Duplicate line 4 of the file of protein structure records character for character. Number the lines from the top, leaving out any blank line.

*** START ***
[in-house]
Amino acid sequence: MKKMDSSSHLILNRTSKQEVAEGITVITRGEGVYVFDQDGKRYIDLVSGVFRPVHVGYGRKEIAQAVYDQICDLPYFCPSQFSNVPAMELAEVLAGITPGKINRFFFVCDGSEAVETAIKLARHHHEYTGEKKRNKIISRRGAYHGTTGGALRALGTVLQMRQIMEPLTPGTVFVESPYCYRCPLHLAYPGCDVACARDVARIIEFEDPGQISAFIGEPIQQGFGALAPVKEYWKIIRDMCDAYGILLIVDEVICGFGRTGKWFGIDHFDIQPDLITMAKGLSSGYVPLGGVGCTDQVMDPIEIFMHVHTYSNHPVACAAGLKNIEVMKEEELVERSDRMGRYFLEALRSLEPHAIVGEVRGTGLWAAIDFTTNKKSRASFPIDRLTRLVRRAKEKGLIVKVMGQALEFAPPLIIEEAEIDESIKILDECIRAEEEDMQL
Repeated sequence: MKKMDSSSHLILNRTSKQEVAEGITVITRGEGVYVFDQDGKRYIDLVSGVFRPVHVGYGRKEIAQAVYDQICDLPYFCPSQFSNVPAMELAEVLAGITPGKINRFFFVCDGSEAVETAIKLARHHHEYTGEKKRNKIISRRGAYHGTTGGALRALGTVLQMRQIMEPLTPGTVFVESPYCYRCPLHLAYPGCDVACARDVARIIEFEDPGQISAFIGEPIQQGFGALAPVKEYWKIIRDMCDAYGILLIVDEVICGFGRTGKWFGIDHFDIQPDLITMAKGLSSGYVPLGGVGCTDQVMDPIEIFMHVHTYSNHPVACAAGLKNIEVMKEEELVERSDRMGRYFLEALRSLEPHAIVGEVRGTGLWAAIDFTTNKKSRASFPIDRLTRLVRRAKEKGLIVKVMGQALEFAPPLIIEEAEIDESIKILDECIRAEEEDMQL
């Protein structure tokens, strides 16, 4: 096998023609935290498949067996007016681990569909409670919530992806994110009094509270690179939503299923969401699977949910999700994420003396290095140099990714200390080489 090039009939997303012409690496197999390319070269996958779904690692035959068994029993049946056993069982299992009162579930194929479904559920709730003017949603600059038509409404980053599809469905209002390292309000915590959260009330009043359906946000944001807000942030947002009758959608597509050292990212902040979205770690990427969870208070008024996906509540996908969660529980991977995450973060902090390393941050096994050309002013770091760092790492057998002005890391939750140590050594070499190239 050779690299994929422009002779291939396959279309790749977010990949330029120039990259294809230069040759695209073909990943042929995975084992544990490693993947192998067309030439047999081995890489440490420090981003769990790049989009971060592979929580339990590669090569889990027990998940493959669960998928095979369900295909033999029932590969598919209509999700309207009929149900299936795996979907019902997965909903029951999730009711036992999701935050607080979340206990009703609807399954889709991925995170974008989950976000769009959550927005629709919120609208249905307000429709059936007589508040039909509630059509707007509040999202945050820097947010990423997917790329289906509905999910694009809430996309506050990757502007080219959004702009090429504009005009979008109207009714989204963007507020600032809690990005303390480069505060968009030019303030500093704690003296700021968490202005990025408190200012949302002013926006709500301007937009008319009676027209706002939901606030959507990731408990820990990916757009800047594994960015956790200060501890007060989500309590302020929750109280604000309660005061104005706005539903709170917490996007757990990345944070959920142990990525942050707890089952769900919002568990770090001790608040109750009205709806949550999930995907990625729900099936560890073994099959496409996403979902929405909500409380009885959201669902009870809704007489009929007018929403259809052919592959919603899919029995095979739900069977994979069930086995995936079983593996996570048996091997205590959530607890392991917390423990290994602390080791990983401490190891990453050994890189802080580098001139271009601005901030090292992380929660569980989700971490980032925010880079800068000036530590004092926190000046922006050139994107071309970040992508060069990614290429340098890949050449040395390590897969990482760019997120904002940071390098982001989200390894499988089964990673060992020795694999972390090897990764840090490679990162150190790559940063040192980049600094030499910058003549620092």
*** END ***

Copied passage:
């Protein structure tokens, strides 16, 4: 096998023609935290498949067996007016681990569909409670919530992806994110009094509270690179939503299923969401699977949910999700994420003396290095140099990714200390080489 090039009939997303012409690496197999390319070269996958779904690692035959068994029993049946056993069982299992009162579930194929479904559920709730003017949603600059038509409404980053599809469905209002390292309000915590959260009330009043359906946000944001807000942030947002009758959608597509050292990212902040979205770690990427969870208070008024996906509540996908969660529980991977995450973060902090390393941050096994050309002013770091760092790492057998002005890391939750140590050594070499190239 050779690299994929422009002779291939396959279309790749977010990949330029120039990259294809230069040759695209073909990943042929995975084992544990490693993947192998067309030439047999081995890489440490420090981003769990790049989009971060592979929580339990590669090569889990027990998940493959669960998928095979369900295909033999029932590969598919209509999700309207009929149900299936795996979907019902997965909903029951999730009711036992999701935050607080979340206990009703609807399954889709991925995170974008989950976000769009959550927005629709919120609208249905307000429709059936007589508040039909509630059509707007509040999202945050820097947010990423997917790329289906509905999910694009809430996309506050990757502007080219959004702009090429504009005009979008109207009714989204963007507020600032809690990005303390480069505060968009030019303030500093704690003296700021968490202005990025408190200012949302002013926006709500301007937009008319009676027209706002939901606030959507990731408990820990990916757009800047594994960015956790200060501890007060989500309590302020929750109280604000309660005061104005706005539903709170917490996007757990990345944070959920142990990525942050707890089952769900919002568990770090001790608040109750009205709806949550999930995907990625729900099936560890073994099959496409996403979902929405909500409380009885959201669902009870809704007489009929007018929403259809052919592959919603899919029995095979739900069977994979069930086995995936079983593996996570048996091997205590959530607890392991917390423990290994602390080791990983401490190891990453050994890189802080580098001139271009601005901030090292992380929660569980989700971490980032925010880079800068000036530590004092926190000046922006050139994107071309970040992508060069990614290429340098890949050449040395390590897969990482760019997120904002940071390098982001989200390894499988089964990673060992020795694999972390090897990764840090490679990162150190790559940063040192980049600094030499910058003549620092």